Secrets for Picking Winning Stocks Now

There are years in which emerging-market stock funds plunge and years in which they soar. And then there are years like 2013 when, overall, they slipped slightly despite stellar gains by funds focused on developed nations, especially the US.

That’s because it was unclear how badly the formerly robust economic growth in the developing countries was slowing and how much the prospect of rising interest rates would divert investments away from emerging markets. Fears over economic setbacks and political unrest continued in early 2014 as emerging-market stock prices lost more ground.

So what lies ahead? Mutual fund managers say that it has become especially important to choose the right kinds of emerging-market companies—the strongest of the remaining stock bargains—as the pool of attractive picks shrinks.

Bottom Line/Personal turned to one of the most successful emerging-market stock fund managers to find out where the best of these opportunities are and what will determine whether the outlook will brighten.

Lewis Kaufman, manager of the Thornburg Developing World Fund, which ranks in the top 1% of its category over the past three years and gained 15.6% in 2013, says that he still is finding plenty of great stocks, but that it is vital to adopt new strategies if you want to profit from emerging markets in the coming years…

EMERGING MARKETS GROW UP

For years, the Federal Reserve’s ultra-low interest rate policies pushed major investors overseas in search of higher returns. But in 2013, the Fed said that it would start to phase out, or “taper,” its massive bond-buying program as the economy improves, causing interest rates to start jumping. Billions of dollars were redirected from emerging markets back into US dollar-based investments, a massive reversal that hurt emerging-market stocks and weakened currencies across the developing world.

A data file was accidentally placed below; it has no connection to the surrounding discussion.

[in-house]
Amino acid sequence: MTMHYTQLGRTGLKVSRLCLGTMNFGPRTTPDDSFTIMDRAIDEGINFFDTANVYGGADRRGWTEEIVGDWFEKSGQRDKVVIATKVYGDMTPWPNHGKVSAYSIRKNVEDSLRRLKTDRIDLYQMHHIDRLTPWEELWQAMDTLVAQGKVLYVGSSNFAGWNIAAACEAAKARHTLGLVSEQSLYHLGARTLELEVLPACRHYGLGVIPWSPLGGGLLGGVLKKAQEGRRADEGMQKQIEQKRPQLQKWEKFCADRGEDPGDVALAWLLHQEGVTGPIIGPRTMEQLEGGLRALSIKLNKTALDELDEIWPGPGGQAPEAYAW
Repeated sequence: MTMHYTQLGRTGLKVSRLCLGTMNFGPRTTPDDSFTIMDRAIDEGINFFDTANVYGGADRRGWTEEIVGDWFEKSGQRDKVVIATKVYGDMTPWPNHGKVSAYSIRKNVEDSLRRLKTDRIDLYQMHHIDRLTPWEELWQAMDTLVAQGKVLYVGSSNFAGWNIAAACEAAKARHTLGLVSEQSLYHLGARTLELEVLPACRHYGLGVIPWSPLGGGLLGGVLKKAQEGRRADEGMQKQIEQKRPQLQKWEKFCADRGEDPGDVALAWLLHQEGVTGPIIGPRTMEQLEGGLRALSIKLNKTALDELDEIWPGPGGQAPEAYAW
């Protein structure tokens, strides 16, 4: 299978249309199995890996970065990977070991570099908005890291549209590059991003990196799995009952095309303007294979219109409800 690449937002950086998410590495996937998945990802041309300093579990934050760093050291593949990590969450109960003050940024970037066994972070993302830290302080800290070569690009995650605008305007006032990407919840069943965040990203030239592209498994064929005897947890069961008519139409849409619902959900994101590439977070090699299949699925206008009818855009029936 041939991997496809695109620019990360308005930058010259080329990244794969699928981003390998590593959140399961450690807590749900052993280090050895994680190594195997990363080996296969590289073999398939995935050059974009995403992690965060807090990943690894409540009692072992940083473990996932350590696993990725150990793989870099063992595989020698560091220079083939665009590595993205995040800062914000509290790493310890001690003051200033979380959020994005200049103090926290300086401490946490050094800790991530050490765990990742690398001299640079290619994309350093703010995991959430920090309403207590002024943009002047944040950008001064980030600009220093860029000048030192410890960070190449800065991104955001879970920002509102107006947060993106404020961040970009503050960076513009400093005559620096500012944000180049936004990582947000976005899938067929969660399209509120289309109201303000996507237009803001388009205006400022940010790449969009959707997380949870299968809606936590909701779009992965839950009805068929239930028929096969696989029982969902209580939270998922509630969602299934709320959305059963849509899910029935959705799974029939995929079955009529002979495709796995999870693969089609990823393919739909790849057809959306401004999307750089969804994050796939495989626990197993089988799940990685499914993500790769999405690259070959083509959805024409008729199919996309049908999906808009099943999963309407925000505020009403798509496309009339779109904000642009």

At the same time, investors are nervous that economic growth has slackened as emerging markets undergo a difficult but vital transition. Many countries, including China, have developed to the point where they want to create more balanced and stable economies that are less exposed to the fluctuations of commodity-related industries and exports to developed nations. As wages improve and more people migrate to big cities, these countries are increasingly focused on the domestic spending power of their own fast-­growing middle classes.

Over the next few years, emerging-market stocks likely will continue to bounce up and down in price as investors grapple with these issues. However, I don’t expect the kind of stock market collapses, bank failures and soaring inflation that have occurred in the past. Developing countries are far better positioned today to withstand economic shocks because they have well-capitalized banks and governments that carry relatively low levels of debt.

HOW TO INVEST

You don’t have to abandon emerging-market stocks. Even with diminished growth prospects, developing economies still should grow two or three times faster than economies in the US, Europe and Japan over the next decade.

A recent forecast by GMO, the global investment management firm, predicts that emerging-market stocks will show 7% annualized returns after inflation, on average, through the year 2020, compared with -2% for US large-cap stocks and 2% for international large-caps. Stocks may offer even stronger returns in secondary emerging-market countries such as Colombia, Mexico and the Philippines, which have achieved successful economic reforms and greater political stability than they have in the past.

Strategies that the Thornburg Developing World Fund is using to navigate this tricky investment landscape…